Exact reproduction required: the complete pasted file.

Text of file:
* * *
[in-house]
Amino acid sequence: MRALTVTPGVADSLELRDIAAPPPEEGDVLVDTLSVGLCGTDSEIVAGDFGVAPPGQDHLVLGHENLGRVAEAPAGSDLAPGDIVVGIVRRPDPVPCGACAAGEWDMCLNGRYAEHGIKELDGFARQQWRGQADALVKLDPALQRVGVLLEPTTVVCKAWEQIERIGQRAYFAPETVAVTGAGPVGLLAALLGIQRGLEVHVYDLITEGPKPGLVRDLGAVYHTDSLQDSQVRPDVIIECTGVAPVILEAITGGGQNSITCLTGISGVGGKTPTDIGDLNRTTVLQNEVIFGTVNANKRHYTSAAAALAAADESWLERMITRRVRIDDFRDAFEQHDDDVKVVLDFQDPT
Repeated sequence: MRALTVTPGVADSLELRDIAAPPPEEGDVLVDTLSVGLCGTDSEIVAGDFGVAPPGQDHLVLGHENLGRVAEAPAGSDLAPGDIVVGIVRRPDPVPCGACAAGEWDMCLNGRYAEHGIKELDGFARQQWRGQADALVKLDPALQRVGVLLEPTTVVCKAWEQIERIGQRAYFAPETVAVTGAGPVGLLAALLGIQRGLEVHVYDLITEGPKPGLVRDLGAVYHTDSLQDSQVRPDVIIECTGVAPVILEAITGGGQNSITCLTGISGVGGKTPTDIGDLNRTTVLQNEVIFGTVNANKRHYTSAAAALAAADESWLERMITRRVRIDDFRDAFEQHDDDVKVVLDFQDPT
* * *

[in-house]
Amino acid sequence: MRALTVTPGVADSLELRDIAAPPPEEGDVLVDTLSVGLCGTDSEIVAGDFGVAPPGQDHLVLGHENLGRVAEAPAGSDLAPGDIVVGIVRRPDPVPCGACAAGEWDMCLNGRYAEHGIKELDGFARQQWRGQADALVKLDPALQRVGVLLEPTTVVCKAWEQIERIGQRAYFAPETVAVTGAGPVGLLAALLGIQRGLEVHVYDLITEGPKPGLVRDLGAVYHTDSLQDSQVRPDVIIECTGVAPVILEAITGGGQNSITCLTGISGVGGKTPTDIGDLNRTTVLQNEVIFGTVNANKRHYTSAAAALAAADESWLERMITRRVRIDDFRDAFEQHDDDVKVVLDFQDPT
Repeated sequence: MRALTVTPGVADSLELRDIAAPPPEEGDVLVDTLSVGLCGTDSEIVAGDFGVAPPGQDHLVLGHENLGRVAEAPAGSDLAPGDIVVGIVRRPDPVPCGACAAGEWDMCLNGRYAEHGIKELDGFARQQWRGQADALVKLDPALQRVGVLLEPTTVVCKAWEQIERIGQRAYFAPETVAVTGAGPVGLLAALLGIQRGLEVHVYDLITEGPKPGLVRDLGAVYHTDSLQDSQVRPDVIIECTGVAPVILEAITGGGQNSITCLTGISGVGGKTPTDIGDLNRTTVLQNEVIFGTVNANKRHYTSAAAALAAADESWLERMITRRVRIDDFRDAFEQHDDDVKVVLDFQDPT